Posted on 08/21/2015 | About London, United Kingdom

It was way back in 1987 that London’s Heathrow Airport first earned itself the dubious nickname of “THIEFROW” when twenty-three British Airways baggage handlers were caught red-handed on concealed video cameras looting passenger bags.
At the time a police spokesman said, “The baggage area resembled a fitting room at a clothing store.  Bags were being opened and clothes tried on for size: If they didn’t fit they’d put them back in the cases.” Fifteen of the ‘model employees’ ended up doing jail time. At the time police estimated that their BA sting was just the tip of the iceberg and that ‘pilferage’ - a cutesy word for ‘theft’ - at the nation’s airports almost certainly ran into the millions of pounds (sterling not weight) every year.

Well, almost thirty years later, last week’s headlines in the UK might demonstrate that in Britain’s airports old habits die hard. The big difference this time around being that the rip-offs have moved from the dimly lit seclusion of bag rooms to the bright lights of the duty free stores.

If you ever wondered in a UK duty free store why - even when buying something as innocuous as a newspaper – you’re always asked to show your boarding-pass, then wonder no more. Simply stated, you were being fleeced by the concession owners.

It just came to light that these merchants of everything from £1,000 Gucci handbags to £3 bags of Maynard’s Wine Gums (a particular favorite of mine) have been pocketing the cash that you didn’t have to pay in VAT (Value Added Tax): Passengers bound for destinations outside the EU are exempt from the UK’s 20 percent VAT, which maybe doesn’t amount to much on my bag of wine gums but sure makes for a tidy chunk of change on that other bag by Gucci!

A big part of the confusion – one that has been exploited for years it seems by airport vendors - lies in the public’s perception of “duty free goods” and the misnomer of a “duty free shopping area”. Certainly in the UK, “duty” is only applicable to cigarettes and alcohol. With everything else the best travellers can hope for is “tax-free” purchase opportunities, even though the prices offered may be almost identical to main street levels.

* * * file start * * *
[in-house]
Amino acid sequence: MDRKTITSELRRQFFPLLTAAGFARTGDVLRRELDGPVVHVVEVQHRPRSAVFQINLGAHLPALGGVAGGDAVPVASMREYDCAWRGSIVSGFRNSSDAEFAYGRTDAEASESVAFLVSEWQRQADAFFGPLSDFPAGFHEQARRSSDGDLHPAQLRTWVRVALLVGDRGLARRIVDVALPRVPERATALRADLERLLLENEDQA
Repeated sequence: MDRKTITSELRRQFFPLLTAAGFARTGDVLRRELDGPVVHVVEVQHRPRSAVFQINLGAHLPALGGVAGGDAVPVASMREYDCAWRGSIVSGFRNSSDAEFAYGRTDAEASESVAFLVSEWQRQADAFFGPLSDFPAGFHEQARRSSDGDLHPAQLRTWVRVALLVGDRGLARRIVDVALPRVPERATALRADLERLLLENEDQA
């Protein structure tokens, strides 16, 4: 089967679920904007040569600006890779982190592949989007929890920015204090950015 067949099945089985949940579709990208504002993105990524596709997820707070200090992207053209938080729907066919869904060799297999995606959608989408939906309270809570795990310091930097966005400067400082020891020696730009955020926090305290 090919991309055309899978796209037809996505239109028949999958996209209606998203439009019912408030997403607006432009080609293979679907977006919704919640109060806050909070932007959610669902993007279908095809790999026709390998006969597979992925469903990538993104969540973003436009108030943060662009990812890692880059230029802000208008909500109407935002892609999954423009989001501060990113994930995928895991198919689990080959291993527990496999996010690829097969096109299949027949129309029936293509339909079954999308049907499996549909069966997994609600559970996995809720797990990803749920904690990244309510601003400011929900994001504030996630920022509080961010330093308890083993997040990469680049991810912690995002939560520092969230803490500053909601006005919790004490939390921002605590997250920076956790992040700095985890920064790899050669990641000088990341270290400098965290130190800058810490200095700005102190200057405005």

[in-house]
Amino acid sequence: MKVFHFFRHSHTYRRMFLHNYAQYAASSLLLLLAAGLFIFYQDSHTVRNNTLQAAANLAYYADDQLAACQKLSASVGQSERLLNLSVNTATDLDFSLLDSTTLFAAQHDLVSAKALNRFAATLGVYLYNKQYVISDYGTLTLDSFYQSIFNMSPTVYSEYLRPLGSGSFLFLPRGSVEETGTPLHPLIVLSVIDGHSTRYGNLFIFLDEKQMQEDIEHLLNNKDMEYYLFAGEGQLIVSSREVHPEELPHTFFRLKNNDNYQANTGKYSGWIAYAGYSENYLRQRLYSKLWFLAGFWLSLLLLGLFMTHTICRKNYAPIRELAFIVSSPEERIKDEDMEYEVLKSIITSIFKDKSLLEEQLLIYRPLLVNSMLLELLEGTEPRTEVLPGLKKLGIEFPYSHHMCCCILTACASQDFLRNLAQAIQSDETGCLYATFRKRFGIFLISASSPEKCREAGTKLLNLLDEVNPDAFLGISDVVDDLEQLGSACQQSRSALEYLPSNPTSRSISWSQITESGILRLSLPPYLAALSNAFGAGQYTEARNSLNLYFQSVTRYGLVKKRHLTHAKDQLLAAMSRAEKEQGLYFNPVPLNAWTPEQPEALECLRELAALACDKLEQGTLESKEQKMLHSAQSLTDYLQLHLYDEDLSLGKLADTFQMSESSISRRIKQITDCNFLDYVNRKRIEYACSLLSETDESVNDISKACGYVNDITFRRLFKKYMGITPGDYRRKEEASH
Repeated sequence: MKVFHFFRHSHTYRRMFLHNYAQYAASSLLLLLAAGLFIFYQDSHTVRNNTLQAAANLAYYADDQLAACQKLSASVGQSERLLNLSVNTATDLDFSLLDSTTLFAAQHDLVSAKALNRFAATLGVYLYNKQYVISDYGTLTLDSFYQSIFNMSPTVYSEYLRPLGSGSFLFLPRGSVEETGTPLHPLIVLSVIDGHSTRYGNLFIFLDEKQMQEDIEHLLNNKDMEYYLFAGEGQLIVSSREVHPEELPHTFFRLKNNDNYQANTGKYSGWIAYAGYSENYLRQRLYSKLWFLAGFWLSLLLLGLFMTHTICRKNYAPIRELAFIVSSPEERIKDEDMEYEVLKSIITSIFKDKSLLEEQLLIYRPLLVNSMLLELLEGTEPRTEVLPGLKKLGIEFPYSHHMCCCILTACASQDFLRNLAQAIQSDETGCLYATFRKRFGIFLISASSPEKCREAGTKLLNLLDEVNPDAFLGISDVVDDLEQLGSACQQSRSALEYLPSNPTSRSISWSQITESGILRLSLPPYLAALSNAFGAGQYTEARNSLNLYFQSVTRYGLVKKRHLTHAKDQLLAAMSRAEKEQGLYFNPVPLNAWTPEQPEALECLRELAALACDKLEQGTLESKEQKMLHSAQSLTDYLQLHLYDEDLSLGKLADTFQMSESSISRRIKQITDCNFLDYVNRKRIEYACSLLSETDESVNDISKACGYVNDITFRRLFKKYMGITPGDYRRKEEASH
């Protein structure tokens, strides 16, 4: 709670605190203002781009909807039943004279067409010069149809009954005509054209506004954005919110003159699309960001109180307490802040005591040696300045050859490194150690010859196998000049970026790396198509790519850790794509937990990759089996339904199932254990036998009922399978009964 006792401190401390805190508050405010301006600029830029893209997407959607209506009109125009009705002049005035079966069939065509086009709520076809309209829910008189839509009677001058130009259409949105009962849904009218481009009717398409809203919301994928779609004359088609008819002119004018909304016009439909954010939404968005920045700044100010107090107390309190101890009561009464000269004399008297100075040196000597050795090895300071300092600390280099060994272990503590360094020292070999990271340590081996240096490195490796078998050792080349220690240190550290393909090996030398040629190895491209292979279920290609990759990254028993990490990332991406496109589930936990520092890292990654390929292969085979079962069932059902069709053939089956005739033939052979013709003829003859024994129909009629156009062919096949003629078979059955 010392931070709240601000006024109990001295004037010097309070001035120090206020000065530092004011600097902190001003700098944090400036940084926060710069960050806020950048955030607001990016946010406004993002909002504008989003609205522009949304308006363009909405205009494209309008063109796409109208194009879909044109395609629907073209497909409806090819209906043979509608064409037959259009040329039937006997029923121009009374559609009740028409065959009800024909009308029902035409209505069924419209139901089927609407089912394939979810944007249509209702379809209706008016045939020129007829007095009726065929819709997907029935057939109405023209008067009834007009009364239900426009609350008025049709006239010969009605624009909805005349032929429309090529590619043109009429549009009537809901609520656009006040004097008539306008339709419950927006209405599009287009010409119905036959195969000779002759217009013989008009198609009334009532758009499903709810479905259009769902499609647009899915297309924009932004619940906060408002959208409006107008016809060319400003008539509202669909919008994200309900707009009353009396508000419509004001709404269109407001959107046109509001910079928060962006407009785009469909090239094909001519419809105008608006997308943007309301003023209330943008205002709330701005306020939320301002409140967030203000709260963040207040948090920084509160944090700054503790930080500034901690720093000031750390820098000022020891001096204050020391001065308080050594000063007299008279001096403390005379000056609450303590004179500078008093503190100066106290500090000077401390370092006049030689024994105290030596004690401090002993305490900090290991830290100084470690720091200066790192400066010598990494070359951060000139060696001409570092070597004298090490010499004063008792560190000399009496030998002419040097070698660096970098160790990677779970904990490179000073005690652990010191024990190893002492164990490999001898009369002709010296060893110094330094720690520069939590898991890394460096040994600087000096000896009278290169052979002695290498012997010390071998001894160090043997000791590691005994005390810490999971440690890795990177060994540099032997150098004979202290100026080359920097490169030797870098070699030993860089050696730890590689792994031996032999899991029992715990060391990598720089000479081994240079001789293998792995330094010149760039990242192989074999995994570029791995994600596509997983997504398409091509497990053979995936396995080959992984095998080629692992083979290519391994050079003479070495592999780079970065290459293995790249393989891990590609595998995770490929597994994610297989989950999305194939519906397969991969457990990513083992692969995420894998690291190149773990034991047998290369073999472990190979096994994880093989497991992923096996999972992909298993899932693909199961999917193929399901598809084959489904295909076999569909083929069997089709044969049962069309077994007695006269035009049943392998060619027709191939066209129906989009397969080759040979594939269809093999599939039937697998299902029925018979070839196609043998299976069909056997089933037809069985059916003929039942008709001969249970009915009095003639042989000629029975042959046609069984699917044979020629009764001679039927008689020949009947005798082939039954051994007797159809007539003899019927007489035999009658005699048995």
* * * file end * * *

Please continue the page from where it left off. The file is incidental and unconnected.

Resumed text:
As was highlighted in an investigation by The Independent, this turns the sale of booze to non-EU travellers into a huge profit bonanza. For example, by failing to pass along a combination of VAT and alcohol specific duty charges on the sale of a £16.49 bottle of Absolut Vodka, the vendor will yield a profit of almost £9.00! I guess that’s what’s called an absolute rip-off!

Still confused? Another example would be if you purchase a £6.00 pair of Union Jack socks at LHR and your boarding-pass shows you’re headed for Toronto, the retailer doesn’t have to pass on to the government the £1.00 VAT you have paid.  Instead of kicking that back to the purchaser, the retailer simply uses that pound to boost their profits.

One opinion is that, rather than a grand conspiracy to defraud the innocent traveller, the consumer is simply getting caught in the high-cost crossfire of airport concession rental rates.

The fact of the matter is that with airports all around the world doing double-duty as giant shopping malls, they rely heavily on the revenues derived from their retail concessionaires. At last count for example LHR had 345 concession holders that last year paid a total of almost £400 million in rent. That translates to an average per retailer of around £1.2 million a year in rent, or expressed differently, about CAD $6,500 a day!  It takes a lot of socks and wine gums to cover such a princely sum.

Since the whole messy business was exposed in the press last week it seems there has been a revolution in the aisles of the UK’s duty free emporiums with thousands of passengers boldly but politely refusing to show their boarding passes when asked.

And as only a true Brit could put it, Martin Lewis founder of said, “You’re not protecting the sanctity of Britain by giving them your boarding pass. Just say, No sorry, I’m not going to give it to you unless you pass the reduction on to me.”

Ah yes, the spirit of Sir Winston lives on. “We will fight them on the beaches, we will fight them at the duty free check-out!”